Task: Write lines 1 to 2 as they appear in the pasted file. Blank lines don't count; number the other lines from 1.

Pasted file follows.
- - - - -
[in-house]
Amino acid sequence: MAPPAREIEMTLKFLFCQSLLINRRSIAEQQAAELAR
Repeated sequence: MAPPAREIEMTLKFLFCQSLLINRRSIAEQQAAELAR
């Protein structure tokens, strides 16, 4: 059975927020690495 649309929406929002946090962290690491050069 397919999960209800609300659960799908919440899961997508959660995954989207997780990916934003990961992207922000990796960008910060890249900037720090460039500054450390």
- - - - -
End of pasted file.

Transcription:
[in-house]
Amino acid sequence: MAPPAREIEMTLKFLFCQSLLINRRSIAEQQAAELAR